For many years our media has ridiculed Chinese statistics, forgetting that the Chinese Government has been gathering statistics for 2,200 years (and archived much of them). All of the Steering Committee are numerate (most are engineers). Now that China’s accomplishments have become more difficult to deny, it’s time to re-evaluate its stats, too.
From my experience, statistics in China can be just as reliable as statistics you can get in Canada or the U.S.
China is a big country and the authorities need reliable data just like any government around the world. I believe the days are gone when the government deliberately wanted to manipulate the data for propaganda purposes. But even if you don’t believe the statistics, there are many ways to confirm and double-check. For example, we recently checked the export statistics of Brazil, Australia, the U.S., Germany and other countries in relation to China. Those numbers pretty much reflected the high growth and demand that we were seeing from the Chinese statistics. It’s always important to check and double-check statistics, because, even without manipulation, there can be statistical errors which creep into data, no matter what the source.
On Wednesday, U.S. Treasury Secretary Jack Lew met with China’s Premier Li Keqiang, a crucial first meeting between new representatives of the world’s two biggest economic powers. Lew’s interlocutor sits at the top of the world’s second-largest economy — a country whose GDP reached approximately $8.3 trillion in 2012. But how accurate are the statistics that illuminate China’s growth? Even Li himself has said (as quoted in a U.S. State Department cable published by WikiLeaks) that China’s GDP figures are “man-made” and therefore unreliable. In this excerpt from his book, Understanding China’s Economic Indicators, Wall Street Journal China reporter Tom Orlik explains how to get to grips with China’s data.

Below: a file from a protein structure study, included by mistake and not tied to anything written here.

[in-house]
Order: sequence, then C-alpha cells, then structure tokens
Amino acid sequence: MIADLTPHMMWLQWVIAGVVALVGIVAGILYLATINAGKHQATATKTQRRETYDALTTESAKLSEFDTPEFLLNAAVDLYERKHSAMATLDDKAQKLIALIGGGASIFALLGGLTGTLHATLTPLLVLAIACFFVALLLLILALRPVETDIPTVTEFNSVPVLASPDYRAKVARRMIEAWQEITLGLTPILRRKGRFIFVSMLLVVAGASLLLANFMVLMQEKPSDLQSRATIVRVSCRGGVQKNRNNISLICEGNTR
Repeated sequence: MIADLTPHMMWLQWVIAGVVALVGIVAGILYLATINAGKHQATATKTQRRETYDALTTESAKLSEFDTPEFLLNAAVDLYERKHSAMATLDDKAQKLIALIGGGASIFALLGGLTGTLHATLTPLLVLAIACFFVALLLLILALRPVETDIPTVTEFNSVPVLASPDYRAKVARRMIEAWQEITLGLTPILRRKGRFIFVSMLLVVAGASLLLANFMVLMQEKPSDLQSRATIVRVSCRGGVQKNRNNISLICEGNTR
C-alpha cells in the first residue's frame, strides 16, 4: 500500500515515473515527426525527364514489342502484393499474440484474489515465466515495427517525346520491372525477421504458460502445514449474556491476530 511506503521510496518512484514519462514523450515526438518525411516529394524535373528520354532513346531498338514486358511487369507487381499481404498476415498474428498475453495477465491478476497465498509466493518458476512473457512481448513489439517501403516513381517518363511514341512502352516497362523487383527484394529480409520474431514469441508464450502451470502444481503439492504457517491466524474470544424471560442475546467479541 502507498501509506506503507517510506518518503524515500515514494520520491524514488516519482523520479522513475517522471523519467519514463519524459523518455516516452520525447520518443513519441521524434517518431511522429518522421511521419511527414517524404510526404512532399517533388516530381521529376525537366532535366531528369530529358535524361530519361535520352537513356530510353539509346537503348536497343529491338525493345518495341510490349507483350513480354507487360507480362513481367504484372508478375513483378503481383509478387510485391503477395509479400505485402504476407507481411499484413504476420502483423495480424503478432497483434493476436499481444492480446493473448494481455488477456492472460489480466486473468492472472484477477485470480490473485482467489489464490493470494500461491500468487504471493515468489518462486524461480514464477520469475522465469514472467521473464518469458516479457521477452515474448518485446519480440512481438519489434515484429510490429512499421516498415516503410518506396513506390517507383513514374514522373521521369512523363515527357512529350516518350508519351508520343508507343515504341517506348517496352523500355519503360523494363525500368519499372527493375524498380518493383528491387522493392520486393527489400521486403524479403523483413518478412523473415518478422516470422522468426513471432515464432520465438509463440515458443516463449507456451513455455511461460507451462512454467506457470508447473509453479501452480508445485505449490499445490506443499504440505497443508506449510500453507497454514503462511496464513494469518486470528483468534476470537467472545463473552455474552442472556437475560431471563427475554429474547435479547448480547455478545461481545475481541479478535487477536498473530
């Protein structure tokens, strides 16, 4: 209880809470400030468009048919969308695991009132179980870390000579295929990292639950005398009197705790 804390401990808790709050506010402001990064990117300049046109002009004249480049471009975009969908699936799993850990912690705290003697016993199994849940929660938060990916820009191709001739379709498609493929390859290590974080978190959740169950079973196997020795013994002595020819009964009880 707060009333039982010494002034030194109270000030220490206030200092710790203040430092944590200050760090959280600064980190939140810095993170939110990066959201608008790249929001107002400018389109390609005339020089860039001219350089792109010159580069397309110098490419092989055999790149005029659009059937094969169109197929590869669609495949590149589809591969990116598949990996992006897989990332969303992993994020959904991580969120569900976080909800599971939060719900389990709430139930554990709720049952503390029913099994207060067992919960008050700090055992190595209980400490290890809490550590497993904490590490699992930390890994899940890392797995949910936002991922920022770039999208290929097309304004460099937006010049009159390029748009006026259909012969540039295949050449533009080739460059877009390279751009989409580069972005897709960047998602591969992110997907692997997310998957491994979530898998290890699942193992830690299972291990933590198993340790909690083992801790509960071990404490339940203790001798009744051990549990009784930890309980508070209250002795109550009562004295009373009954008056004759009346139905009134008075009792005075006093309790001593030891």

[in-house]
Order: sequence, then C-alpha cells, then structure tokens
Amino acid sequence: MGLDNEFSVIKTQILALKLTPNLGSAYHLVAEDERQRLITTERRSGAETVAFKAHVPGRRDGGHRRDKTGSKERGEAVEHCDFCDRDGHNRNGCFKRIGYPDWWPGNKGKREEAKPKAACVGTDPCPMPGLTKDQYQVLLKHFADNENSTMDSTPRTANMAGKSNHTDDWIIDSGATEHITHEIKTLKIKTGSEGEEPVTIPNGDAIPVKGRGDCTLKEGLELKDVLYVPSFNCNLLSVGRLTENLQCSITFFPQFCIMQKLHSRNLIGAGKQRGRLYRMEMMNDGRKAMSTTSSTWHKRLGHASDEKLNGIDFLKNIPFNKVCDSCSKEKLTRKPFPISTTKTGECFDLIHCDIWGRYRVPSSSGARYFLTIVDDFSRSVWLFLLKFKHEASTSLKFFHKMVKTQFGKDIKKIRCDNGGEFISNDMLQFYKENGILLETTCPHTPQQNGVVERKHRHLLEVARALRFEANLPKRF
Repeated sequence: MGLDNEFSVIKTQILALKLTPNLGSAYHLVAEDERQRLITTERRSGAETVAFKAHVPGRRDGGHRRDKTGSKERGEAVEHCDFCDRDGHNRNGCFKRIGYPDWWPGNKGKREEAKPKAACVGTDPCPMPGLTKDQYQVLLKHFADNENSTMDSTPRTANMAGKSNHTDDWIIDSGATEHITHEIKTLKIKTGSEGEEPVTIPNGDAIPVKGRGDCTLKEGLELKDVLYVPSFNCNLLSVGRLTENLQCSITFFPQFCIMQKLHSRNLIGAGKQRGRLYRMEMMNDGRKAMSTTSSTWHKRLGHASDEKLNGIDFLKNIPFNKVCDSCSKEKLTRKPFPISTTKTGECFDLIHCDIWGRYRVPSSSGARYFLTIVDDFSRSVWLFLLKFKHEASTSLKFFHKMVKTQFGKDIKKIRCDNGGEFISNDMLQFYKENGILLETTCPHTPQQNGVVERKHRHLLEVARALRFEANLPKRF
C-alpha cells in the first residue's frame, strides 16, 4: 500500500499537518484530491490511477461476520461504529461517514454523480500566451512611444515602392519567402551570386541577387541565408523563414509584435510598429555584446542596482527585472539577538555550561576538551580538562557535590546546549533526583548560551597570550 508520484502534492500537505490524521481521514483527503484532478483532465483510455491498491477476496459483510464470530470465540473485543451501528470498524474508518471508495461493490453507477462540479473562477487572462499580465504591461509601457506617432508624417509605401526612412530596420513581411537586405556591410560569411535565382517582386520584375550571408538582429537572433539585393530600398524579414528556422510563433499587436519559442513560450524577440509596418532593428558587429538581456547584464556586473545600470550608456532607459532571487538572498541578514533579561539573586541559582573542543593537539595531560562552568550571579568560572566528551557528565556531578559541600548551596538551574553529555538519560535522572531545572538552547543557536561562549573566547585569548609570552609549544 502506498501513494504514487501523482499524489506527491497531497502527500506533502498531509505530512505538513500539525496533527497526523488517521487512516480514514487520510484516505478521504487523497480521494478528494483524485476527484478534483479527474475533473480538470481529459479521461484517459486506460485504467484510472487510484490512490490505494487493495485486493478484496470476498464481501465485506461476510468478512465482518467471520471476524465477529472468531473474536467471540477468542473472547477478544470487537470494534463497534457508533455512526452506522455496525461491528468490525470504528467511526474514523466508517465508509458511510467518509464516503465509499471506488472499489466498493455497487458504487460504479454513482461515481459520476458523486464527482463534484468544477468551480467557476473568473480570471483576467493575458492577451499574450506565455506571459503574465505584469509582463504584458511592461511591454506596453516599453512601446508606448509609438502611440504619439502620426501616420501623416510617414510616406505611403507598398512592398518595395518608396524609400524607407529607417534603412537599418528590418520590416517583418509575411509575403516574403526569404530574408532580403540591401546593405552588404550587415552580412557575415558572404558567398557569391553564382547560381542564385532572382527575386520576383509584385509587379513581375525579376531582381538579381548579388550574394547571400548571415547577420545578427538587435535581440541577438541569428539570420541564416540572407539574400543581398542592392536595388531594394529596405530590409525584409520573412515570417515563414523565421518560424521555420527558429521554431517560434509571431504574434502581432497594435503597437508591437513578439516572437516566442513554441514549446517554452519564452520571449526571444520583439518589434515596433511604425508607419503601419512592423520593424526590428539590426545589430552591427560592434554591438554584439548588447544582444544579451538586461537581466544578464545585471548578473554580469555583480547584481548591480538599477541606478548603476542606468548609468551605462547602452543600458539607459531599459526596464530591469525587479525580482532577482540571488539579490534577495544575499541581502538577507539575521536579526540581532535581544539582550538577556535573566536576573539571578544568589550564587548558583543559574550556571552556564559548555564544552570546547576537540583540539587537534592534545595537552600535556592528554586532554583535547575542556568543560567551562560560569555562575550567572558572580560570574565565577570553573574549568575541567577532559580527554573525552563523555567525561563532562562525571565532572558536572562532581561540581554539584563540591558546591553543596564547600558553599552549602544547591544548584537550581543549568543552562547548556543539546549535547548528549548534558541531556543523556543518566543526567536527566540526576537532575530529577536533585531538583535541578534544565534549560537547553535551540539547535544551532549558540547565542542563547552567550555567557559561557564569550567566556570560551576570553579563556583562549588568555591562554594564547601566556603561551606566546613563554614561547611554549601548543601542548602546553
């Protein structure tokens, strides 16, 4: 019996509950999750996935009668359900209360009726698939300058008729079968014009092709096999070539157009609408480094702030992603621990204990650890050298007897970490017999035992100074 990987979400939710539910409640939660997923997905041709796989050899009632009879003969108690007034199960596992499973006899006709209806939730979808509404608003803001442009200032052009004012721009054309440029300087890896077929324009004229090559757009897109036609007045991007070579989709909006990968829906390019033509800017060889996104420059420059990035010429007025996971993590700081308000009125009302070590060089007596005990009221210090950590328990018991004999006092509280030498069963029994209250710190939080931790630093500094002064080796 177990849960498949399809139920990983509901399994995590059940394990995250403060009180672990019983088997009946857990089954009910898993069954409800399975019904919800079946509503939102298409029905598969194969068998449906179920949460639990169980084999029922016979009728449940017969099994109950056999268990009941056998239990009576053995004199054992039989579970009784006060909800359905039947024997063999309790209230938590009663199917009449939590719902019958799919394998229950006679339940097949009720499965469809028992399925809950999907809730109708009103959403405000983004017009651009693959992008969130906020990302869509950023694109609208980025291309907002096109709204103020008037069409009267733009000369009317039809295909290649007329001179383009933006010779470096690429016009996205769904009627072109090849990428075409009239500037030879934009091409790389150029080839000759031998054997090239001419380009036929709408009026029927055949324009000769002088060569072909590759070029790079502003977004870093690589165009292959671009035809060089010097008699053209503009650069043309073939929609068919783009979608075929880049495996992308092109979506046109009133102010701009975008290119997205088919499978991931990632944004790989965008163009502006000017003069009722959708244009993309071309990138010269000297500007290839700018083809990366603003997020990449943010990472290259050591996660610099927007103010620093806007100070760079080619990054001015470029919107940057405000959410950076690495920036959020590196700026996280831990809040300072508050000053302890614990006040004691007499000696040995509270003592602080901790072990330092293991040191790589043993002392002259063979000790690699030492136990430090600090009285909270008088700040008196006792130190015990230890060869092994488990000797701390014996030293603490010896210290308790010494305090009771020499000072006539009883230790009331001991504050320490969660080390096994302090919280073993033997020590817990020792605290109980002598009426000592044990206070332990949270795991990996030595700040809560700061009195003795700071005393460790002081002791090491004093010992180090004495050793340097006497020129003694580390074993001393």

Americans seem to think that the production of China’s economic data is a crude political farce: the controlling hand of the Communist Party intervening arbitrarily to direct the level of key indicators before they are published. In the past, that image was not too far from reality.
In the 1958-1961 Great Leap Forward, Chairman Mao’s disastrous attempt to shift a backward agrarian economy to a modern industrial powerhouse, the failure of the statistical system contributed to catastrophe on a grand scale. Mao’s plan, such as it was, required producing an agricultural surplus that could be sold to fund investment in a modern industrial base. Whipped into a patriotic frenzy, and knowing that their future depended on meeting unrealistic targets for the production of grain, local officials engaged in rampant exaggeration of output.
But reality was distorted at a cost. The higher the production figures, the greater the tax owed to the central government. In some areas, the exaggerated claims were so great that the entire harvest had to be handed over as tax, used to fund investments and extravagances that China could ill afford. In some parts of the country, the only crops left behind were grown by villagers in secret locations, away from the acquisitive eye of the local production teams. But such success stories were few and far between. Tens of millions died in history’s greatest man-made famine.